Marina V, short for Verenikina, hails from Moscow, Russia, but she has lived in the US for quite some time now. When she first started performing live, one of her first shows was opening for Beth Hart, making this tour very special – she was happy to be sharing the stage yet again with Beth. She also shared that she has performed over 1000 live shows by now, with her husband always by her side. In fact, after a few solo songs on stage and sharing her recent health struggles which she has recently recovered from – singing her song “Bring It On,” the anthem she wrote in some of her darkest moments – she brought out her husband to play guitar. Together, they rocked the stage, slowly ramping up their music and playing more stimulating songs and slowly warming the crowd up.
Eventually, Marina V told the crowd a bit more of her backstory, about growing up in Russia among tense relations with the US, and how she wishes peace, love, and unity for the two countries. To seal this deal, she confessed that she learned about most American music much later in her life, discovering Neil Diamond only recently. She sang “Solitary Man” in Russian, which was quite a pleasant surprise for the audience.
Marina V shared a few songs from her newer albums, and in fact plans to release her second album of the year soon. Her first one of this year, Inner Superhero,was released in January, and her latest album, Born to the Stars,comes out later this month. Fortunately for attendees, she was selling the newest album at her merch booth, giving fans a bit of a head start.
At the end of Marina V’s set, she offered for everyone to email her at email@example.com for 4 free songs, and a promise that she would read each and every message personally. She also invited everyone to visit her in the merch area, where she offered to sign every piece of merch sold, and to hug anyone who came to see her. As a bonus, she made sure to write fans’ names in both English and Russian on any merchandise sold.
During a short break, people were able to explore The Van Buren a bit more, enjoying its spacious lobby, beautiful outdoor patio area, a drink or three from one of its bars, and maybe even a snack. As people were returning to their seats, Beth Hart took the stage by storm, starting the show with a “bang bang” and a “boom boom.” She rocked out hardcore, along with her band, moving all around the stage and singing her heart and soul out. It was crystal clear that she was enjoying her performance just as much as the audience, if not more so.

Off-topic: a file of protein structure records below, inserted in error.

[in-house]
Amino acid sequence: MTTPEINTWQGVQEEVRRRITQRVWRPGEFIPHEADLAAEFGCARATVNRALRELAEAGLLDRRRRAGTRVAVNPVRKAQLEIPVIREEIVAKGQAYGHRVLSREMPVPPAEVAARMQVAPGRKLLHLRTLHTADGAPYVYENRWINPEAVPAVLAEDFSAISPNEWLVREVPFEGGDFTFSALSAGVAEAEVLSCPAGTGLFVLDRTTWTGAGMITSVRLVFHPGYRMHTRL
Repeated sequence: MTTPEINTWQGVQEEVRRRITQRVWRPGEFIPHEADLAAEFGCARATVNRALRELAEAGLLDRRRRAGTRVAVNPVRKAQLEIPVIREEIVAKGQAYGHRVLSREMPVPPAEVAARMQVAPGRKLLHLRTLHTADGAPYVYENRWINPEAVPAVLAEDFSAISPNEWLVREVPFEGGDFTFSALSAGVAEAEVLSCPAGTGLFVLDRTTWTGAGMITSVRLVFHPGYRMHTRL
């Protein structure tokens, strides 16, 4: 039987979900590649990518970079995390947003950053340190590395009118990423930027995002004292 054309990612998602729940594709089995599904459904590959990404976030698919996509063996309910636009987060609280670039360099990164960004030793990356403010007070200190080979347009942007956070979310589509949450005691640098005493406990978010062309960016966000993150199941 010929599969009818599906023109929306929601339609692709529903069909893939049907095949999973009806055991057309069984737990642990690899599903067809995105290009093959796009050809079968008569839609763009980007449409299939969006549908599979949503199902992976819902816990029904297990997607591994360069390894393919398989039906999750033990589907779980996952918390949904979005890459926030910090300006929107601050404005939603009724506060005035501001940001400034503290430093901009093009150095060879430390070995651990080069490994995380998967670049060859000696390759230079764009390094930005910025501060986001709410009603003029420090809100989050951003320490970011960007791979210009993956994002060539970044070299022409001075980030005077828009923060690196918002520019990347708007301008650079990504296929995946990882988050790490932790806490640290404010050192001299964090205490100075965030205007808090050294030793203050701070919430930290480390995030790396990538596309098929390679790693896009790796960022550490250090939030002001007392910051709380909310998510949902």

Beth Hart recently released a new album, Fire on the Floor, in the US this February, and what better way to celebrate than with a worldwide tour? On top of playing some of her newer songs, Beth Hart played some of her greatest hits since the early 90s. She also made sure to play one of her own mother’s favorite songs – something she thinks is a pretty sexy song: “Close to My Fire.” What she didn’t reveal just yet was that her mother was actually in the crowd at that very moment.
Beth Hart went through a great sampling of her best songs from over the years, transitioning from high energy to intimate, sobering, somber moments, and just about every other feeling in between. Her music is a mix of blues, rock and roll, jazz, and soul, and it is no wonder that The Blues Magazine called her “the ultimate female rock star.” Her voice has such a unique, enchanting sound, and her commanding stage presence only helps to amplify this.
The crowd was also treated to Beth playing acoustic guitar on stage for a few songs, and of course she pulled out a few of her singer-songwriter-esque piano songs. Eventually, she had a heart-to-heart with the crowd, revealing her struggles with bipolar disorder and how it took her a very long time to “figure it out.” She also shared what was probably one of her proudest moments – reconnecting with her mom and showing her that she can do this thing called life. It was in that moment that she shared the fact that her mom was in the audience, somewhere towards the front, stage left. The lights went out, and they put the spotlight on Mama Hart, right as Beth prepared to play a song she had written just for her: “Mama This One’s For You.”
After this heartwarming moment, Beth wanted to get back to the business at hand – rocking the house, and she sure rocked it good. She shared how she hasn’t been to Phoenix in a very long time, and that she “really f*cked things up bad” last time she was here. She expressed how ridiculously happy she was to be back, how she has overcome many of her past struggles, and that she is in a truly good place in life now. All of this, combined with her supreme performance and masterful presence on stage, made the concert feel like a treat for all in the audience.
In addition to some of those more tender moments, she also shared how, as a young girl, she would go to the beach, see all the beautiful men, and imagine that they all looked delicious. Her line of choice? “I bet they taste like Coca-Cola.” This, as she informed the crowd, is what inspired her song “Coca Cola.” She also shared how her brother’s ex-girlfriend, who was “crazier” than Beth herself, inspired another one of her songs: “Get Your Sh*t Together.” In fact, she loved her brother’s ex, but she felt the need to write that song for both her and herself.